So, I'm making time for a walk today, and plotting a day-long escape for the family in which we saunter, sit, and take in the beautiful, slow heartbeat of the outside. A fitting end to a wild month.


Wednesday, May 11, 2016

The Month of May-hem

Baseball, band concerts, Big Serve, book group,
church mission meetings, graduation parties,
homework,  housecleaning, finals prep,
schoolwork, swim practices.

Cats gallop through hallways
Hitting walls, crazing carpets.
Like us, they burn with
Spring fever.

Eight more squares of school
On the calendar, which radiates
red-letter days. Ends and beginnings,
Infant stages and seasons.

May-hem swallows us whole,
Spits us out in first week of June,
Mashed and mangled,
Lying prone in the sun.

Wednesday, May 4, 2016

Progenitor Art and Literary Journal, Hooray!

Last night I had the honor and privilege of reading from my story, "The Things They Leave Behind" at the Progenitor launch party. The Arapahoe Community College students and their advisers put together a beautiful journal, and I hope Aden and Daniel appreciated all of the hard work and talent that the students demonstrated.

I was happy to have the kids there to watch me read; it was my first 'reading' for an audience other than my classmates or family. The further I get along this writing journey, the more I realize two things: 1. I love it, and 2. I need to work harder.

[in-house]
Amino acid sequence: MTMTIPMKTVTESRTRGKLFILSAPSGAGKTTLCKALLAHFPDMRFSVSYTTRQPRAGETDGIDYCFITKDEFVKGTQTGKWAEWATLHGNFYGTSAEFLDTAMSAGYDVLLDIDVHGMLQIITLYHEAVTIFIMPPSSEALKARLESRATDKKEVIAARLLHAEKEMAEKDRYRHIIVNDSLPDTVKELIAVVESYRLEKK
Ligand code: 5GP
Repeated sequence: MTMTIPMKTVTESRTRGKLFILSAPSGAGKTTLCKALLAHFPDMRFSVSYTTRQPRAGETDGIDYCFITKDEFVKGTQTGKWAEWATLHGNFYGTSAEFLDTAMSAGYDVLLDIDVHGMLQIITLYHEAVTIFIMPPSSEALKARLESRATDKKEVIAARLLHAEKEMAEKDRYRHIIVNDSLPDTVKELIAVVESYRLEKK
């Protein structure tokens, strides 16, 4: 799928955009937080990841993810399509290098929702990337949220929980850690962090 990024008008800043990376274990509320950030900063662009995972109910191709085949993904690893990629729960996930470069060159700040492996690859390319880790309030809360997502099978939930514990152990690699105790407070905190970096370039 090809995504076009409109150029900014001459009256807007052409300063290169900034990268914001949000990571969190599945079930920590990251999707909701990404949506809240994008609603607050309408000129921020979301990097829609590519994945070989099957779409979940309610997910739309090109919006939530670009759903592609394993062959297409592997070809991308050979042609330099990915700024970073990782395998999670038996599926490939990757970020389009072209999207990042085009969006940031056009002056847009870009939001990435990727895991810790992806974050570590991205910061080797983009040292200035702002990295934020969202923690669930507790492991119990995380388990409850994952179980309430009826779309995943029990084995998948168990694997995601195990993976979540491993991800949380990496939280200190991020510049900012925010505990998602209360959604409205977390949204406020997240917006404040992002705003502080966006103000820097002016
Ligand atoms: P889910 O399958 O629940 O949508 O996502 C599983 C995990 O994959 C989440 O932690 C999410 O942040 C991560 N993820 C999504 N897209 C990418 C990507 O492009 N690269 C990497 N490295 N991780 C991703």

Reading the really good stuff - fiction, non-fiction, young adult, journalism - makes me realize that I've been not only busy but intellectually lazy in my pursuit of writing.   After exposure to some real talent, I think that I can and must do better. I don't have the genius, but I can get farther with some old-fashioned elbow grease.

Speaking of hard work and talent, here's the link to the Progenitor online: writerstudio.wix.com/progenitor2016, and here's the link to my story, which is based on several border trips I have taken with friends: http://writerstudio.wix.com/progenitor2016#!the-things-they-leave-behind/bzuuu. The part about the immigrants revealing themselves to help a group of strangers . . . is true.

Monday, May 2, 2016

Quoting Ani DiFranco

Love this from the May issue of Sun Magazine. Mark Leviton interviewed singer Ani DiFranco - here's the briefest of excerpts:

"We internalize the culture and underestimate our own power. It's easy, for women especially, just to plug along and feel conflicted and incapable and alienated. But once you begin to recognize your own truths, then you can find words to speak them. And once you speak, you find that you are not alone. All it takes is for one person to come out and say, "Me, too," and then bingo! The alienation is gone. But you have to practice tuning out the noise of the culture to hear the messages transmitted from your gut and your heart. You have to become like a bird-watcher and be vigilant and develop the skills to spot and name the quick flash of awareness in yourself. When nobody else seems to have seen what you saw, you have to be able to say with confidence, "That was a scarlet tanager. I know it!"  (p. 9)